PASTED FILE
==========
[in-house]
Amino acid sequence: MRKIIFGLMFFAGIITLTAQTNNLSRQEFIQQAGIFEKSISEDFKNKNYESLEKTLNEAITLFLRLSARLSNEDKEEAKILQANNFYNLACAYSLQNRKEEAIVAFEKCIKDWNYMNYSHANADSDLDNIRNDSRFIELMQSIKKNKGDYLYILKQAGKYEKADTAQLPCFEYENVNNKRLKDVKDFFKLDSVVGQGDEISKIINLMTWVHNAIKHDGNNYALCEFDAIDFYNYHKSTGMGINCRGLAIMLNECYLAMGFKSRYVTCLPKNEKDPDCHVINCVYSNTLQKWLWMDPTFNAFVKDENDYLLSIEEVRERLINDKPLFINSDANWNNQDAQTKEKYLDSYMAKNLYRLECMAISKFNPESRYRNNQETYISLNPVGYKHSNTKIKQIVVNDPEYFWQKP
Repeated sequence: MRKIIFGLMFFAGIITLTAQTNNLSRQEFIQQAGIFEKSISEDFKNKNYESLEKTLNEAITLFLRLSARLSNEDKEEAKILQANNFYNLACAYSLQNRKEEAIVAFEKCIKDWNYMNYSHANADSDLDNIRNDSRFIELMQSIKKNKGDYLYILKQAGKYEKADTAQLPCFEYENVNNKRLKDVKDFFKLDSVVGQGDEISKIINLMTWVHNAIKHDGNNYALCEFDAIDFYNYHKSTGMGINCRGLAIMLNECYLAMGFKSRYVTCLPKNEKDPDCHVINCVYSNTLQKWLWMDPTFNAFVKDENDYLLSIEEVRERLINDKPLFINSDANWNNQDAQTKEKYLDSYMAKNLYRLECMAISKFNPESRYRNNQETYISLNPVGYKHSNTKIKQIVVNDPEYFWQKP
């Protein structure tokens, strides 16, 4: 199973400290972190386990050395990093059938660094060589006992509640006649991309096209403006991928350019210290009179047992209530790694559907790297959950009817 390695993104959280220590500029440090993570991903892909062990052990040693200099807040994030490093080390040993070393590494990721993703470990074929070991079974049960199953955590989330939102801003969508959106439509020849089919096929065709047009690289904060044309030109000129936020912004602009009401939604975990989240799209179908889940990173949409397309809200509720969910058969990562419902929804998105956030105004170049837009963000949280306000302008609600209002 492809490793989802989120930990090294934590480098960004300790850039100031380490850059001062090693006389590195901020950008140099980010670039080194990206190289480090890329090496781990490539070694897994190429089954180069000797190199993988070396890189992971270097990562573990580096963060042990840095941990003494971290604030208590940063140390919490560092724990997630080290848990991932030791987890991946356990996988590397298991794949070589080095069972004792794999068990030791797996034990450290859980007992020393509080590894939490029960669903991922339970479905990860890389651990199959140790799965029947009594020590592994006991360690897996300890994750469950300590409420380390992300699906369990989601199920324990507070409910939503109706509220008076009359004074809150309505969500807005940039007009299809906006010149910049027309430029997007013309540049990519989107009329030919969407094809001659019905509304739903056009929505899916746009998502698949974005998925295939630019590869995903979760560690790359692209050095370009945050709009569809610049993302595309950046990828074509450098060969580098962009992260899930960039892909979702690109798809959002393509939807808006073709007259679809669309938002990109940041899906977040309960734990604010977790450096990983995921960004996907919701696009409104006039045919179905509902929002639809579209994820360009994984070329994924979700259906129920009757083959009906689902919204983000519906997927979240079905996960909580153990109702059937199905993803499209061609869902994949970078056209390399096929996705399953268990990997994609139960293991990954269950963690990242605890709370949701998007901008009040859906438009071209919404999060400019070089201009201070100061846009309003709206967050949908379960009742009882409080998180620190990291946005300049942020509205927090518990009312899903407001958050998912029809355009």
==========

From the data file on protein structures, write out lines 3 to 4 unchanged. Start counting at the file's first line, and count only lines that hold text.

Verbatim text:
Repeated sequence: MRKIIFGLMFFAGIITLTAQTNNLSRQEFIQQAGIFEKSISEDFKNKNYESLEKTLNEAITLFLRLSARLSNEDKEEAKILQANNFYNLACAYSLQNRKEEAIVAFEKCIKDWNYMNYSHANADSDLDNIRNDSRFIELMQSIKKNKGDYLYILKQAGKYEKADTAQLPCFEYENVNNKRLKDVKDFFKLDSVVGQGDEISKIINLMTWVHNAIKHDGNNYALCEFDAIDFYNYHKSTGMGINCRGLAIMLNECYLAMGFKSRYVTCLPKNEKDPDCHVINCVYSNTLQKWLWMDPTFNAFVKDENDYLLSIEEVRERLINDKPLFINSDANWNNQDAQTKEKYLDSYMAKNLYRLECMAISKFNPESRYRNNQETYISLNPVGYKHSNTKIKQIVVNDPEYFWQKP
């Protein structure tokens, strides 16, 4: 199973400290972190386990050395990093059938660094060589006992509640006649991309096209403006991928350019210290009179047992209530790694559907790297959950009817 390695993104959280220590500029440090993570991903892909062990052990040693200099807040994030490093080390040993070393590494990721993703470990074929070991079974049960199953955590989330939102801003969508959106439509020849089919096929065709047009690289904060044309030109000129936020912004602009009401939604975990989240799209179908889940990173949409397309809200509720969910058969990562419902929804998105956030105004170049837009963000949280306000302008609600209002 492809490793989802989120930990090294934590480098960004300790850039100031380490850059001062090693006389590195901020950008140099980010670039080194990206190289480090890329090496781990490539070694897994190429089954180069000797190199993988070396890189992971270097990562573990580096963060042990840095941990003494971290604030208590940063140390919490560092724990997630080290848990991932030791987890991946356990996988590397298991794949070589080095069972004792794999068990030791797996034990450290859980007992020393509080590894939490029960669903991922339970479905990860890389651990199959140790799965029947009594020590592994006991360690897996300890994750469950300590409420380390992300699906369990989601199920324990507070409910939503109706509220008076009359004074809150309505969500807005940039007009299809906006010149910049027309430029997007013309540049990519989107009329030919969407094809001659019905509304739903056009929505899916746009998502698949974005998925295939630019590869995903979760560690790359692209050095370009945050709009569809610049993302595309950046990828074509450098060969580098962009992260899930960039892909979702690109798809959002393509939807808006073709007259679809669309938002990109940041899906977040309960734990604010977790450096990983995921960004996907919701696009409104006039045919179905509902929002639809579209994820360009994984070329994924979700259906129920009757083959009906689902919204983000519906997927979240079905996960909580153990109702059937199905993803499209061609869902994949970078056209390399096929996705399953268990990997994609139960293991990954269950963690990242605890709370949701998007901008009040859906438009071209919404999060400019070089201009201070100061846009309003709206967050949908379960009742009882409080998180620190990291946005300049942020509205927090518990009312899903407001958050998912029809355009």